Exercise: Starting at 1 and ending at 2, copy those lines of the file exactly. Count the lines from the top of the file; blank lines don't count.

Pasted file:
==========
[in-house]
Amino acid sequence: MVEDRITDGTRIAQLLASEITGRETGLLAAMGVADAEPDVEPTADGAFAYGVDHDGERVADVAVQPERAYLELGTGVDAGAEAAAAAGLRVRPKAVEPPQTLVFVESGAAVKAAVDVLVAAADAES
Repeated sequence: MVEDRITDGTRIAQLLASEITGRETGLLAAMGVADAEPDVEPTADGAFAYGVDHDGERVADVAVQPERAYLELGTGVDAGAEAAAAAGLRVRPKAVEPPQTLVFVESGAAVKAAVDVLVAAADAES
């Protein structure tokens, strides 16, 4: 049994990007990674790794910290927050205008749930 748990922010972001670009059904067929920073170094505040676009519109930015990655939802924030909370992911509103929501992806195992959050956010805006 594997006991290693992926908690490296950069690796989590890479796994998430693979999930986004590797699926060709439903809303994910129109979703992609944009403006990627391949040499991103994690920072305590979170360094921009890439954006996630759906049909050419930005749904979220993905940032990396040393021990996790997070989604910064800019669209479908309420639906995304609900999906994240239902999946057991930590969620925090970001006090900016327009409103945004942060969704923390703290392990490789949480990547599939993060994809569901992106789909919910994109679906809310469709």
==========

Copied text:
[in-house]
Amino acid sequence: MVEDRITDGTRIAQLLASEITGRETGLLAAMGVADAEPDVEPTADGAFAYGVDHDGERVADVAVQPERAYLELGTGVDAGAEAAAAAGLRVRPKAVEPPQTLVFVESGAAVKAAVDVLVAAADAES